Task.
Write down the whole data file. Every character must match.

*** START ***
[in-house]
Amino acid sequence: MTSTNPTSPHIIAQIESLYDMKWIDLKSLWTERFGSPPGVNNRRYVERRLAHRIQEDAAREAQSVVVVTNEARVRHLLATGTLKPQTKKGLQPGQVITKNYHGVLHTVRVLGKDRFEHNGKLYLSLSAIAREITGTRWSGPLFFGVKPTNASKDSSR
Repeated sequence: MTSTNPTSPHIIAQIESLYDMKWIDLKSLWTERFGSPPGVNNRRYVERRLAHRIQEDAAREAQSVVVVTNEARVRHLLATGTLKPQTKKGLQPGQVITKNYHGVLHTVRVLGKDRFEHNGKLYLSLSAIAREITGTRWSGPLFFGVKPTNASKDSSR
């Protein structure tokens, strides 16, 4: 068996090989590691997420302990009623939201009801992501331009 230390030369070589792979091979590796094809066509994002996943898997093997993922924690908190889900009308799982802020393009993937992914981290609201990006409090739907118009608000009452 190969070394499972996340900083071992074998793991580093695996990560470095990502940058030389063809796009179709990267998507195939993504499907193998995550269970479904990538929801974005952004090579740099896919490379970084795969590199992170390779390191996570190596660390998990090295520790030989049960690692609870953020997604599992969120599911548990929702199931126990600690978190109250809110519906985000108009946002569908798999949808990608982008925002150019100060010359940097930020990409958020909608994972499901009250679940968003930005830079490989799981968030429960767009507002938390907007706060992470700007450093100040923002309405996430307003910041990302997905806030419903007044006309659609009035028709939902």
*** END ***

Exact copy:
[in-house]
Amino acid sequence: MTSTNPTSPHIIAQIESLYDMKWIDLKSLWTERFGSPPGVNNRRYVERRLAHRIQEDAAREAQSVVVVTNEARVRHLLATGTLKPQTKKGLQPGQVITKNYHGVLHTVRVLGKDRFEHNGKLYLSLSAIAREITGTRWSGPLFFGVKPTNASKDSSR
Repeated sequence: MTSTNPTSPHIIAQIESLYDMKWIDLKSLWTERFGSPPGVNNRRYVERRLAHRIQEDAAREAQSVVVVTNEARVRHLLATGTLKPQTKKGLQPGQVITKNYHGVLHTVRVLGKDRFEHNGKLYLSLSAIAREITGTRWSGPLFFGVKPTNASKDSSR
């Protein structure tokens, strides 16, 4: 068996090989590691997420302990009623939201009801992501331009 230390030369070589792979091979590796094809066509994002996943898997093997993922924690908190889900009308799982802020393009993937992914981290609201990006409090739907118009608000009452 190969070394499972996340900083071992074998793991580093695996990560470095990502940058030389063809796009179709990267998507195939993504499907193998995550269970479904990538929801974005952004090579740099896919490379970084795969590199992170390779390191996570190596660390998990090295520790030989049960690692609870953020997604599992969120599911548990929702199931126990600690978190109250809110519906985000108009946002569908798999949808990608982008925002150019100060010359940097930020990409958020909608994972499901009250679940968003930005830079490989799981968030429960767009507002938390907007706060992470700007450093100040923002309405996430307003910041990302997905806030419903007044006309659609009035028709939902």